Please say hello to Kim Fielding with
Drawing The Prince
a Stars From Peril novel
a Dreamspun Desires title
a Dreamspun Desires title
Hi! I’m Kim Fielding, here to celebrate the release of Drawing the Prince.
In this book, Cal is an artist from small-town Nebraska who falls for a European prince named Teo. And really, I can hardly blame him. Not only is Teo handsome and charming, but he lives in a castle. A castle.
I love castles. Not just because the architecture can be amazing and the scale and sumptuousness spectacular, but because they tell stories. If you walk the halls of a castle, you know you’re following in the footsteps of royalty; it’s pretty damn cool to know that kings and queens once stood exactly where you are.
Earlier this year I was lucky enough to visit several French chateaux with Shira Anthony. Each of them was different, but they were all wonderful. I think maybe Chenonceau was the most beautiful. It’s built right over a river and has a long gallery that served as a hospital during WWI. It’s such a beautiful place that after King Henry II died in 1559, his widow, Catherine de Medici, forced Henry’s mistress to trade it to her for a different chateau. I was also especially fond of Chateau d’Amboise, which contains some whimsical sculptural details. But you have to be careful—King Charles VIII died there after bashing his head on a door lintel.
Of course other countries have fascinating castles too. Also this year, I enjoyed visiting Gravensteen in Ghent. It has an interesting history as a court and prison. In fact, I try to stop at castles whenever I can. I have yet to sleep in one, which is a little disappointing, but I did have lunch in a German castle once, so there’s that.
One drawback of living in the United States is that we’re woefully short of castles. I mean, the Hearst Castle is very impressive, but not as much as places that have been around for hundreds of years. I think if I somehow became fantastically rich, I’d find myself a nice castle somewhere in Europe and move on in. I’d want a large staff to take care of the upkeep and gardens, of course. And I think I’d opt for modern heating and plumbing. But I’d definitely want a dungeon.
The castle in Drawing the Prince is loosely based on a real one, Ljubljana Castle in Slovenia. Some parts of it date back about a thousand years. Since it’s atop a hill, nowadays you can get there by funicular and then climb a tower to enjoy some wonderful views. Alas, no dashing princes live there today. For that we’ll have to join the fictional world of Cal and Teo.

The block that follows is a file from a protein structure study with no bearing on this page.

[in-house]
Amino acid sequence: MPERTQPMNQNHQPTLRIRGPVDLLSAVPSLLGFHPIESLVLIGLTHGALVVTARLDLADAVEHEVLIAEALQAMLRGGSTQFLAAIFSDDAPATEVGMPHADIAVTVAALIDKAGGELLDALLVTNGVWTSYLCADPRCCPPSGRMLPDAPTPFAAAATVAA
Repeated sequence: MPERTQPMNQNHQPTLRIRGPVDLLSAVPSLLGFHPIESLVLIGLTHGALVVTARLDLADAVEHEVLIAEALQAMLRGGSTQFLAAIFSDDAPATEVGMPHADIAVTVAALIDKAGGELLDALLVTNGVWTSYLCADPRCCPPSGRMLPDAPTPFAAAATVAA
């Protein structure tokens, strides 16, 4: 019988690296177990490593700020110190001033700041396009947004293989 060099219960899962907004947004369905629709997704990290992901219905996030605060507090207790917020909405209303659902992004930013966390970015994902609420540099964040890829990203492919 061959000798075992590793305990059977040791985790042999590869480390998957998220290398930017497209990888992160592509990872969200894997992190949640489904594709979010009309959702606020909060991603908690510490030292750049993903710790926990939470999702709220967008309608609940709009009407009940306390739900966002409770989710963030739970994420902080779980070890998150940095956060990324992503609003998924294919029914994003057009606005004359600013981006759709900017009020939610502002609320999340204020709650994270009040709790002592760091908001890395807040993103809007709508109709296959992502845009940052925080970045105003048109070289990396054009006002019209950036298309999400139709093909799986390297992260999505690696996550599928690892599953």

Painting themselves a life together will be a royal ordeal.
Small-town boy Cal Walters doesn’t know whether he owes his phenomenal success as an artist to talent or to his connections to famous people. Doubt leaves him secluded—until a lost bet lands him on yet another blind date. But this one is different.
To Teofilo Vabriga-Kastav, playboy prince of the tiny nation of Porvunia and passionate art lover, Cal’s paintings are as intriguing as Cal himself. When Teo invites Cal to his country for an art competition, a whirlwind romance sweeps them up. But it can’t last—loyalties and obligations bind them to lives that are worlds apart.
Cal and Teo might’ve found their perfect complements in each other, but to hold on to their happiness, they’ll have to get creative.
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About the author:
Kim Fielding is the bestselling, award-winning author of numerous m/m romance novels, novellas, and short stories. Like Kim herself, her work is eclectic, spanning genres such as contemporary, fantasy, paranormal, and historical. Her stories are set in alternate worlds, in 15th century Bosnia, in modern-day Oregon. Her heroes are hipster architect werewolves, housekeepers, maimed giants, and conflicted graduate students. They’re usually flawed, they often encounter terrible obstacles, but they always find love.
Having migrated back and forth across the western two-thirds of the United States, Kim calls California home. She lives there with her family and her day job as a university professor, but escapes as often as possible via car, train, plane, or boat. This may explain why her characters often seem to be in transit as well. She dreams of traveling and writing full-time.
Promotional post. Materials provided by the author.